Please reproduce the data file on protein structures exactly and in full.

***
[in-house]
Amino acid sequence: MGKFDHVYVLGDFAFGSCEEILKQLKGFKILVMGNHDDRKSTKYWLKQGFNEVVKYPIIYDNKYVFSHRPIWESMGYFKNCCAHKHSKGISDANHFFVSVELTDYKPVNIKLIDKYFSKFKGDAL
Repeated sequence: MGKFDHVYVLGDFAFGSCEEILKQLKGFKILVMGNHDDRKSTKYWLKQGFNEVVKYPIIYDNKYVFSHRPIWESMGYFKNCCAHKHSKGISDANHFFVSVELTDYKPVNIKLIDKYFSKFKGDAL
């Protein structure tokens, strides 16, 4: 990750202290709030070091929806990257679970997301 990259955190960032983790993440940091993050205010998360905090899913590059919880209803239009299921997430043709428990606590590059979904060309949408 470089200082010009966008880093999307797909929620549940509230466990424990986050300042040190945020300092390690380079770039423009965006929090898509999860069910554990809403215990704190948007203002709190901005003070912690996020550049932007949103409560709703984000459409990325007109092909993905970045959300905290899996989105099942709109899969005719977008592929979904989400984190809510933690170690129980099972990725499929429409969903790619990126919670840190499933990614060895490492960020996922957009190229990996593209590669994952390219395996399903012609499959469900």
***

[in-house]
Amino acid sequence: MGKFDHVYVLGDFAFGSCEEILKQLKGFKILVMGNHDDRKSTKYWLKQGFNEVVKYPIIYDNKYVFSHRPIWESMGYFKNCCAHKHSKGISDANHFFVSVELTDYKPVNIKLIDKYFSKFKGDAL
Repeated sequence: MGKFDHVYVLGDFAFGSCEEILKQLKGFKILVMGNHDDRKSTKYWLKQGFNEVVKYPIIYDNKYVFSHRPIWESMGYFKNCCAHKHSKGISDANHFFVSVELTDYKPVNIKLIDKYFSKFKGDAL
């Protein structure tokens, strides 16, 4: 990750202290709030070091929806990257679970997301 990259955190960032983790993440940091993050205010998360905090899913590059919880209803239009299921997430043709428990606590590059979904060309949408 470089200082010009966008880093999307797909929620549940509230466990424990986050300042040190945020300092390690380079770039423009965006929090898509999860069910554990809403215990704190948007203002709190901005003070912690996020550049932007949103409560709703984000459409990325007109092909993905970045959300905290899996989105099942709109899969005719977008592929979904989400984190809510933690170690129980099972990725499929429409969903790619990126919670840190499933990614060895490492960020996922957009190229990996593209590669994952390219395996399903012609499959469900």